The final act
Likely the last Aussie-made Chevy shows the Yanks how to do a muscle car
THIS is the car that could have saved Holden.
As the fate of Holden’s factory was sealed this week, following unprecedented attacks from a federal government that appeared intent on shutting it down, the maker has produced arguably its best car yet.
It’s the latest export version of the home-grown Commodore, returning to the US as a Chevrolet after last being shipped there four years ago as a Pontiac.
When the Pontiac deal was done, the Australian dollar was weaker and the US economy was stronger and the Yanks bought 38,000 Pontiac-badged examples of the Commodore — more than an entire year’s worth of Commodore sales in Australia at current rates.
At the media preview drive in the US, however, it was revealed the annual target is now closer to 4500 sales. That’s still only a decimal point figure in the world’s second biggest car market and barely 5 per cent of Holden’s annual production.
The Government says Holden must export at least 30 per cent of the cars in return for an increase in taxpayer funding. Fat chance.
The high Australian dollar means the Chevrolet SS is priced about $45,000 in the US. That might seem reasonable to buyers here but cars are much cheaper in North America.
Nor does GM want to sell too many SS sedans. The US government has set an average fleet fuel economy target for car brands, so the more V8 sedans are sold the more economy cars GM has to move to balance its corporate average fuel economy.
So with the bad news out of the way, we get behind the wheel of the Chevrolet SS, which also happens to be this year’s Nascar champion. The Chevy has a few subtle but important differences from the Holden Commodore — apart from the Chevrolet “bow tie” badges that will appear on almost every Holden ute before too long.
Under the hood is the Corvette-sourced 6.2-litre V8 (reserved for Holden Special Vehicles), not the regular truck-sourced 6.0-litre V8 found in the Commodore SS.
For us anoraks, it also gets different stitching in the seats and interior panels, shift paddles on the steering wheel (awesome, when do we get these?), a driver’s knee airbag, a “shark fin” aerial for satellite radio (equally awesome, when do we get more than 100 radio channels?), a louder exhaust and a seat cooling fan. Australia, one of the hottest continents on Earth, perversely, gets only a seat heater (why not seat coolers?)
Perhaps the coolest feature is the recalibration of the engine management computer that gives the Chevrolet SS a “blip” of the throttle on start-up, just like German sports sedans. Holden didn’t do this to the Commodore because our noise rules are stricter, and the exhaust is so quiet that apparently you couldn’t tell the difference between a blip and a normal start.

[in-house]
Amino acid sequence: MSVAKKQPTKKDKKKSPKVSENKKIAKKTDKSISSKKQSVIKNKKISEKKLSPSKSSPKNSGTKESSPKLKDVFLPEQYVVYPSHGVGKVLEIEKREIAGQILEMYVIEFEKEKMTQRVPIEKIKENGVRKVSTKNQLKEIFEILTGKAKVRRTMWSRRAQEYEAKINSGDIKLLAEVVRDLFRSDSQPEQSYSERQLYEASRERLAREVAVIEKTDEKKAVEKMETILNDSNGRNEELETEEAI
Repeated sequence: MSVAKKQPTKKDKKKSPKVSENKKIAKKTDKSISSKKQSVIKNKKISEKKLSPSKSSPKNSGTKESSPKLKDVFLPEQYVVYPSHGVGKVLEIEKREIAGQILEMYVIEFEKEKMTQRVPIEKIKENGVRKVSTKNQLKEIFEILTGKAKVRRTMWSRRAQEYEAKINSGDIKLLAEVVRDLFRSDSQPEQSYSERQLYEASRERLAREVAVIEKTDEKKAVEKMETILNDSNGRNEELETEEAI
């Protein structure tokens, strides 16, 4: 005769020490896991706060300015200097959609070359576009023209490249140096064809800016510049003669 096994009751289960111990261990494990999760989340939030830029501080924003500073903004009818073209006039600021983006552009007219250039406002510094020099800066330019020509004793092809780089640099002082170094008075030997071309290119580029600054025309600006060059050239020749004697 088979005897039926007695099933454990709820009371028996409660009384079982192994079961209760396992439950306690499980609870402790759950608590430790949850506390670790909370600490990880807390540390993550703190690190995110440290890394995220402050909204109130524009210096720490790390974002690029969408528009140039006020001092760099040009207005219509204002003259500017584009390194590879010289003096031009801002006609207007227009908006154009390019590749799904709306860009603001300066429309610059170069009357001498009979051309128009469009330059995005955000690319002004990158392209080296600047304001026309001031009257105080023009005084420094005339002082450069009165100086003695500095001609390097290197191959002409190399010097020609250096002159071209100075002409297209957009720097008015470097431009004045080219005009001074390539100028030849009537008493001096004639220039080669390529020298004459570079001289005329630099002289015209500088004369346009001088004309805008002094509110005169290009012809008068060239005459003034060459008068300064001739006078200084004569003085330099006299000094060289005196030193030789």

The US exhaust note is arousing. From the outside it sounds like a V8 Supercar; the GM parts catalogue will garner a lot of interest among Australian fans.
The Chevrolet SS has already impressed the locals. Car and Driver magazine described it as the “gifted offspring of a BMW M5 and a
Chevy Camaro SS”. Automobile magazine said it will go “toe-totoe with a $US65,000 BMW 550i” — a car that costs $160,000 in Australia thanks in no small part to the punitive luxury car tax.
The US journalists were impressed with the handling, something we take for granted in Australia.
It must be said, the car I drove was a particularly fine example. It’s the best Commodore I’ve ever driven, and I’ve driven more than a couple of hundred over the years. And I’ve owned four in the past 10 years.
This red one was built tighter than any VF Commodore I’ve driven, too. Most cars used on media previews are specially prepared by engineering departments. GM says some of the cars in this group were regular customer cars diverted because of a shipping delay with the media evaluation vehicles.
There was no way of knowing whether the one I drove was a customer car or one that had gone through a special workshop, but it was brilliant. The steering, body, chassis and brakes all felt tight and precise, unlike any previosuly driven.
It was a revelation. From Palm Springs to Los Angeles — including my obligatory trip to the Hollywood sign every time a Holden gets shipped to North America — the SS feels like a Euro thoroughbred. If only every car that came off the Holden production line was this good — I’ve had a few duds.
It’s with mixed emotions that I hand back the keys to the GM minder before leaving the Chevrolet SS behind. I am so proud that Australia can build a world-class car but saddened that the opportunity no longer exists. At least the Yanks got to see our best work.